One group of Vaisnavas, it may be noted, do not receive panca-samskara. The Vaikanasa claim that they are children of the Lord and that they do not need sacrament or preceptors. Other Vaisnavas are distinguished from non-Vaisnavas mentally, verbally and physically. They engage in the distinctive mental activity of bhutasuddhi and the verbal activity of japa in the cakrabjamandala and are subjected to being marked on the body by the metallic emblems of the conch and discus on the Lord. The Vaikhanasas reject the three mantras taught to other Vaisnavas by their preceptors. Japa in the cakrabjamamdala is meant only for those who follow the Pancaratra exclusively and without reference to the Kalpasutras. As for tapa, the Vaikhanas claim that in their families the fetus in the womb gets the marks of the conch and the discus in the eighth month of the pregnancy of the mother when the ritual of Visnubali is performed. Narayana Himself is said to give the mark to the fetus. Thus the followers of the of the Vaikhanasa-sutras claim to be Garbha-Vaisnavas, that is, Vaisnavas even in the womb of their mothers.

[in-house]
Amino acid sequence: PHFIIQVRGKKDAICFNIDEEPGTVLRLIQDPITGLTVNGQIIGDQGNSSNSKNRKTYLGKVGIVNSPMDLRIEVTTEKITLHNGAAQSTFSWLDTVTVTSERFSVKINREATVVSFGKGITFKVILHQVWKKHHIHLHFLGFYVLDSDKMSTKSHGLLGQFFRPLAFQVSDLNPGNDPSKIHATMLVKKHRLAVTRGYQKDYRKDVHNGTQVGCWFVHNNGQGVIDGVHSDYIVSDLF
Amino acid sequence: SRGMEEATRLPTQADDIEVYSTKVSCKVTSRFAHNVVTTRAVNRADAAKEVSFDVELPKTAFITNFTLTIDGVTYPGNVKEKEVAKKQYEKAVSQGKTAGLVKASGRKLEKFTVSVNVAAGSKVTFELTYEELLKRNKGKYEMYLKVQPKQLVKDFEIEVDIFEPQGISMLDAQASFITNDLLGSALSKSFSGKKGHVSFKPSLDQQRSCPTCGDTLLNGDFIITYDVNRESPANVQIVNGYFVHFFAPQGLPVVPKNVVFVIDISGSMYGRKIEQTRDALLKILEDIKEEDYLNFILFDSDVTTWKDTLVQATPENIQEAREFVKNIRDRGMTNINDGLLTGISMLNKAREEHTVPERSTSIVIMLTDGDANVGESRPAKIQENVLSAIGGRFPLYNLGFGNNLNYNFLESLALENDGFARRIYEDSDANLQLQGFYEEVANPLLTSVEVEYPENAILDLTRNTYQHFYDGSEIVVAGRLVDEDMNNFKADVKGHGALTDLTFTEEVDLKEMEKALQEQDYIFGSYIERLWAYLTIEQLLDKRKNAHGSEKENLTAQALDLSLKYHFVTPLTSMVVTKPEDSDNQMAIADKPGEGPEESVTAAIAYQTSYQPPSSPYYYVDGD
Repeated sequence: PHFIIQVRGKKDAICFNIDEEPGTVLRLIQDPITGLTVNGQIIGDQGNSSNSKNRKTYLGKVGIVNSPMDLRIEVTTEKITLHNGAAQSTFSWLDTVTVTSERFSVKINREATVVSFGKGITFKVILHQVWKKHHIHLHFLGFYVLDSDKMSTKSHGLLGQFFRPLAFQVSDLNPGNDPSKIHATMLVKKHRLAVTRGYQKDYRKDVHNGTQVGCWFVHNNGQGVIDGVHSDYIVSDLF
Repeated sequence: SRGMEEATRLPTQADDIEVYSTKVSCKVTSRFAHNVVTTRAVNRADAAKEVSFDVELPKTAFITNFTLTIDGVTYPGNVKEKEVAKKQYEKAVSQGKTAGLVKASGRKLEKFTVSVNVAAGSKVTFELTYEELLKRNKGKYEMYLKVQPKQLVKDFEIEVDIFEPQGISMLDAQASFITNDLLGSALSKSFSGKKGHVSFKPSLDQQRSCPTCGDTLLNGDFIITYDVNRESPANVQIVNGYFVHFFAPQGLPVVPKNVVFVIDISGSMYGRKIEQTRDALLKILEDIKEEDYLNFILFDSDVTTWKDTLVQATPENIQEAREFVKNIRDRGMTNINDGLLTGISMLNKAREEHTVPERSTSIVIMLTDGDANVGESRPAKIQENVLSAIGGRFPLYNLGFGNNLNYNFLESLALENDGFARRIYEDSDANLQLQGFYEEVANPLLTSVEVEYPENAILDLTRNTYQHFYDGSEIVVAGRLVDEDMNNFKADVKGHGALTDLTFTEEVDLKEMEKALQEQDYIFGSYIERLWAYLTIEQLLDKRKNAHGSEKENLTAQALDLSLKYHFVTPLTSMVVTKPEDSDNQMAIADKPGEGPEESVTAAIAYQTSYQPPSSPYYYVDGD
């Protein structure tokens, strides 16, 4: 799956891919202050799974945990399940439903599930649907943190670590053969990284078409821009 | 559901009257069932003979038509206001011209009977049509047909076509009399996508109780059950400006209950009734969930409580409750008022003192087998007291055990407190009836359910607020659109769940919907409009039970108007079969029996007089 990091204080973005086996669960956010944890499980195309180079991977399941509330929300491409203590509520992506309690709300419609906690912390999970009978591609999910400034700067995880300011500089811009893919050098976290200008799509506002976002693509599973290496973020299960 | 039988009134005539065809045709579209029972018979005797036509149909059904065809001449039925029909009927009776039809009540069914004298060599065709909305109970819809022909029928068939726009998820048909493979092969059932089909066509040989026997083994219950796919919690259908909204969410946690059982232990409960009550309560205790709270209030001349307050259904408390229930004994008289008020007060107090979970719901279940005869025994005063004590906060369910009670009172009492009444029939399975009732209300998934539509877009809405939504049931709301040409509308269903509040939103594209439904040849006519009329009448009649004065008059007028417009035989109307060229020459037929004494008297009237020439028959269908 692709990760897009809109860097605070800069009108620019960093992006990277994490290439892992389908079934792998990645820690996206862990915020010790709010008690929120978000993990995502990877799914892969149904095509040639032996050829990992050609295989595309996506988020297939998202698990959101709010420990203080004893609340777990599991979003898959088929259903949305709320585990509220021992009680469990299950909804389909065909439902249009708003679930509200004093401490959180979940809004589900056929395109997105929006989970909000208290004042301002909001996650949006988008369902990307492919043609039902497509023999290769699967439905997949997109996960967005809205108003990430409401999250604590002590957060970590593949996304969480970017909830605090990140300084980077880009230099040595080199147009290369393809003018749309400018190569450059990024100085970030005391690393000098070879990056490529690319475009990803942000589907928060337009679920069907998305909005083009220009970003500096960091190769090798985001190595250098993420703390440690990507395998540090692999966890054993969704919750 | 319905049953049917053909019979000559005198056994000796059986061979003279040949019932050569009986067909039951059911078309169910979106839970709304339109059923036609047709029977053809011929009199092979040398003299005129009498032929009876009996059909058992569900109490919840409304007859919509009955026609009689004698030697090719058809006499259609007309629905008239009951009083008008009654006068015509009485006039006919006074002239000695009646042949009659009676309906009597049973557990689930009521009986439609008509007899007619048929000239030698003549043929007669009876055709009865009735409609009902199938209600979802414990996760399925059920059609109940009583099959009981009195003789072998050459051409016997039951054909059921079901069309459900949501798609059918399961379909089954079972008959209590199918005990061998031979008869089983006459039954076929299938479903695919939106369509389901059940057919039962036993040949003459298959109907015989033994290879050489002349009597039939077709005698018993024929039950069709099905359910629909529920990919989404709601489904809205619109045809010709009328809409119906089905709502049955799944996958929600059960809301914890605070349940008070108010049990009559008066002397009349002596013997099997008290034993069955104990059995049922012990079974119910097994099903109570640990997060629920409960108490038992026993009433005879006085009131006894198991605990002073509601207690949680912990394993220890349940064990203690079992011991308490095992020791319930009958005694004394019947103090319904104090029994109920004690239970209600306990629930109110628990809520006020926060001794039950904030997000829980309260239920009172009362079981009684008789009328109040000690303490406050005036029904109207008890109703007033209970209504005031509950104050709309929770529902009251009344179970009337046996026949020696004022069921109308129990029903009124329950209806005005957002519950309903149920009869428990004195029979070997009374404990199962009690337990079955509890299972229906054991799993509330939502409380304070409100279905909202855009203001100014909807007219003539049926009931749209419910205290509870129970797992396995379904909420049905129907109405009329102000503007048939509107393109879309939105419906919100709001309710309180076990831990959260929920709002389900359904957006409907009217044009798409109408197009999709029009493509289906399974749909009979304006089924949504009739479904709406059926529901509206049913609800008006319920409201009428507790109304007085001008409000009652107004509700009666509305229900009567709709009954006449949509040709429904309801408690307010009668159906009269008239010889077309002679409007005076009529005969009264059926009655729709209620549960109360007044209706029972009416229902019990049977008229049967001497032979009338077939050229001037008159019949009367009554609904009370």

In spite of these differences between the two Agamas, it may be noted that, according to both, the Vaisnava has to bear the marks of the conch and discus. It should also be remembered that this samskara has for long been considered an essential qualification for conducting worship and preparing food both at home and in temples. Even women must be thus qualified before they can handle household vessels, bring water or cook and server food. The pious would not accept even a cup of water from one who had not undergone the samskara though the strict observance of this ritual is no longer common.
The daily routine has been prescribed for the Vaisnava who has undergone panca-samskara. An immediate disciple of Ramanuja- known as Vangi Vamsesvara and Sriranga-narayana-earya – has a written manual, Ahnika-karika, based on pancakala-prakriya, 1460. It should be deemed an authentic account of Ramanuja’s views.